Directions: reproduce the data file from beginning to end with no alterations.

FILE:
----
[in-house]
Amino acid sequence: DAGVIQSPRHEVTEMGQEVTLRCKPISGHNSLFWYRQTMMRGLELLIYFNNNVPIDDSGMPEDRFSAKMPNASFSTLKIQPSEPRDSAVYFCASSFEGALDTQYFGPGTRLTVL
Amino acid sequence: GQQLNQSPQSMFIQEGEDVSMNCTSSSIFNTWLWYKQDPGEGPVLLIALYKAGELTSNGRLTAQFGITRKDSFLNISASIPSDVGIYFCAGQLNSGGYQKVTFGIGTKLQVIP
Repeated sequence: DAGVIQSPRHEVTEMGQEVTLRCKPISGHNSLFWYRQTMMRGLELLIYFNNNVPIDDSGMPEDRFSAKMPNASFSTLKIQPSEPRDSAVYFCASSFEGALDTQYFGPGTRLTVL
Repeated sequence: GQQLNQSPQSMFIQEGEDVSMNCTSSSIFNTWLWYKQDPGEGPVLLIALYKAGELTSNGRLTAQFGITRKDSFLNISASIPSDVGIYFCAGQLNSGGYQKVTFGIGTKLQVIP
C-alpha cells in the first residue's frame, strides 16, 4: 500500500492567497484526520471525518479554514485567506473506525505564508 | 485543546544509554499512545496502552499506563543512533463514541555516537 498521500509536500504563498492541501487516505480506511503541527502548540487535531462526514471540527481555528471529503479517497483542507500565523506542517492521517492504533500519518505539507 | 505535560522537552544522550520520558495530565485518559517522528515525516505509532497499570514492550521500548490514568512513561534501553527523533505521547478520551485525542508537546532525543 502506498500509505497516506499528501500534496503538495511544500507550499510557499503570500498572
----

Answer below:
[in-house]
Amino acid sequence: DAGVIQSPRHEVTEMGQEVTLRCKPISGHNSLFWYRQTMMRGLELLIYFNNNVPIDDSGMPEDRFSAKMPNASFSTLKIQPSEPRDSAVYFCASSFEGALDTQYFGPGTRLTVL
Amino acid sequence: GQQLNQSPQSMFIQEGEDVSMNCTSSSIFNTWLWYKQDPGEGPVLLIALYKAGELTSNGRLTAQFGITRKDSFLNISASIPSDVGIYFCAGQLNSGGYQKVTFGIGTKLQVIP
Repeated sequence: DAGVIQSPRHEVTEMGQEVTLRCKPISGHNSLFWYRQTMMRGLELLIYFNNNVPIDDSGMPEDRFSAKMPNASFSTLKIQPSEPRDSAVYFCASSFEGALDTQYFGPGTRLTVL
Repeated sequence: GQQLNQSPQSMFIQEGEDVSMNCTSSSIFNTWLWYKQDPGEGPVLLIALYKAGELTSNGRLTAQFGITRKDSFLNISASIPSDVGIYFCAGQLNSGGYQKVTFGIGTKLQVIP
C-alpha cells in the first residue's frame, strides 16, 4: 500500500492567497484526520471525518479554514485567506473506525505564508 | 485543546544509554499512545496502552499506563543512533463514541555516537 498521500509536500504563498492541501487516505480506511503541527502548540487535531462526514471540527481555528471529503479517497483542507500565523506542517492521517492504533500519518505539507 | 505535560522537552544522550520520558495530565485518559517522528515525516505509532497499570514492550521500548490514568512513561534501553527523533505521547478520551485525542508537546532525543 502506498500509505497516506499528501500534496503538495511544500507550499510557499503570500498572